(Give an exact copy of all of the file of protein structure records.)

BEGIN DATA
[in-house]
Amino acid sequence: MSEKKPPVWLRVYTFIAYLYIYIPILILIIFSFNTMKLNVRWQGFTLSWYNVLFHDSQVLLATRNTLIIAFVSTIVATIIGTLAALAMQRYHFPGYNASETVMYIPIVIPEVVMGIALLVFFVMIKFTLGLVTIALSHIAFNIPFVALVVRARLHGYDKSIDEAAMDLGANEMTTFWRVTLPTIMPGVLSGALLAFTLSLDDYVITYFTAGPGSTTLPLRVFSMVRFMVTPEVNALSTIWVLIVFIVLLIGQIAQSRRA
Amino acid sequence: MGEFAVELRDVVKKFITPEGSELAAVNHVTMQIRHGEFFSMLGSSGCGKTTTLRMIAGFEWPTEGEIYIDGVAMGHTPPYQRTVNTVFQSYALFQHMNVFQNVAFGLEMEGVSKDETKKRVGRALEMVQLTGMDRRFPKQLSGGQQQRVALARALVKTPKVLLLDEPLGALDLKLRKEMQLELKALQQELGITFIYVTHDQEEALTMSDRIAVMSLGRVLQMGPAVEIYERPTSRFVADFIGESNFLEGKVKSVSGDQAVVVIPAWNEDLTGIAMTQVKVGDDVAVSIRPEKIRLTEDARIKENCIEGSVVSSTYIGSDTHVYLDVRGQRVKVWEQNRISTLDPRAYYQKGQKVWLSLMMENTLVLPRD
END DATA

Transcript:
[in-house]
Amino acid sequence: MSEKKPPVWLRVYTFIAYLYIYIPILILIIFSFNTMKLNVRWQGFTLSWYNVLFHDSQVLLATRNTLIIAFVSTIVATIIGTLAALAMQRYHFPGYNASETVMYIPIVIPEVVMGIALLVFFVMIKFTLGLVTIALSHIAFNIPFVALVVRARLHGYDKSIDEAAMDLGANEMTTFWRVTLPTIMPGVLSGALLAFTLSLDDYVITYFTAGPGSTTLPLRVFSMVRFMVTPEVNALSTIWVLIVFIVLLIGQIAQSRRA
Amino acid sequence: MGEFAVELRDVVKKFITPEGSELAAVNHVTMQIRHGEFFSMLGSSGCGKTTTLRMIAGFEWPTEGEIYIDGVAMGHTPPYQRTVNTVFQSYALFQHMNVFQNVAFGLEMEGVSKDETKKRVGRALEMVQLTGMDRRFPKQLSGGQQQRVALARALVKTPKVLLLDEPLGALDLKLRKEMQLELKALQQELGITFIYVTHDQEEALTMSDRIAVMSLGRVLQMGPAVEIYERPTSRFVADFIGESNFLEGKVKSVSGDQAVVVIPAWNEDLTGIAMTQVKVGDDVAVSIRPEKIRLTEDARIKENCIEGSVVSSTYIGSDTHVYLDVRGQRVKVWEQNRISTLDPRAYYQKGQKVWLSLMMENTLVLPRD